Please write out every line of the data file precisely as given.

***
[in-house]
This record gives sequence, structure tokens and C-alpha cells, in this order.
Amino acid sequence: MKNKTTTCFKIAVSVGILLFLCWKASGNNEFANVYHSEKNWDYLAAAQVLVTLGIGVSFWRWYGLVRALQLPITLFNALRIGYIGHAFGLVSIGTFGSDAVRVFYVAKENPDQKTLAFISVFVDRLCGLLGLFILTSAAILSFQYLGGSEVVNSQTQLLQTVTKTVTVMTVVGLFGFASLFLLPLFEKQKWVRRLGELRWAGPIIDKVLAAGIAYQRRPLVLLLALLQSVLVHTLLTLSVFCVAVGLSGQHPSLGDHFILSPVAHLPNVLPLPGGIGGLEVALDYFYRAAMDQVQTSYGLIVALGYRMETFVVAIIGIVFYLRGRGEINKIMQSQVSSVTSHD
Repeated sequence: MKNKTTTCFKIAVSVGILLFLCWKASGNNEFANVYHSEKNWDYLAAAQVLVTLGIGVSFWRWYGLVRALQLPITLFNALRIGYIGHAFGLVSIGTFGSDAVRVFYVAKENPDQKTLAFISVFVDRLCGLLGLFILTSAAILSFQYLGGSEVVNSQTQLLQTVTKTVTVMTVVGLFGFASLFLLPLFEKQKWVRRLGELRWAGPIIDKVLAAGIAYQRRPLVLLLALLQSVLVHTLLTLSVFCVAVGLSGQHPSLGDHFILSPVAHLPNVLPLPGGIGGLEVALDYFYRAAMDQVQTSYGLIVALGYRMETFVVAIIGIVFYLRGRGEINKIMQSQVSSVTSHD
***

[in-house]
This record gives sequence, structure tokens and C-alpha cells, in this order.
Amino acid sequence: MKNKTTTCFKIAVSVGILLFLCWKASGNNEFANVYHSEKNWDYLAAAQVLVTLGIGVSFWRWYGLVRALQLPITLFNALRIGYIGHAFGLVSIGTFGSDAVRVFYVAKENPDQKTLAFISVFVDRLCGLLGLFILTSAAILSFQYLGGSEVVNSQTQLLQTVTKTVTVMTVVGLFGFASLFLLPLFEKQKWVRRLGELRWAGPIIDKVLAAGIAYQRRPLVLLLALLQSVLVHTLLTLSVFCVAVGLSGQHPSLGDHFILSPVAHLPNVLPLPGGIGGLEVALDYFYRAAMDQVQTSYGLIVALGYRMETFVVAIIGIVFYLRGRGEINKIMQSQVSSVTSHD
Repeated sequence: MKNKTTTCFKIAVSVGILLFLCWKASGNNEFANVYHSEKNWDYLAAAQVLVTLGIGVSFWRWYGLVRALQLPITLFNALRIGYIGHAFGLVSIGTFGSDAVRVFYVAKENPDQKTLAFISVFVDRLCGLLGLFILTSAAILSFQYLGGSEVVNSQTQLLQTVTKTVTVMTVVGLFGFASLFLLPLFEKQKWVRRLGELRWAGPIIDKVLAAGIAYQRRPLVLLLALLQSVLVHTLLTLSVFCVAVGLSGQHPSLGDHFILSPVAHLPNVLPLPGGIGGLEVALDYFYRAAMDQVQTSYGLIVALGYRMETFVVAIIGIVFYLRGRGEINKIMQSQVSSVTSHD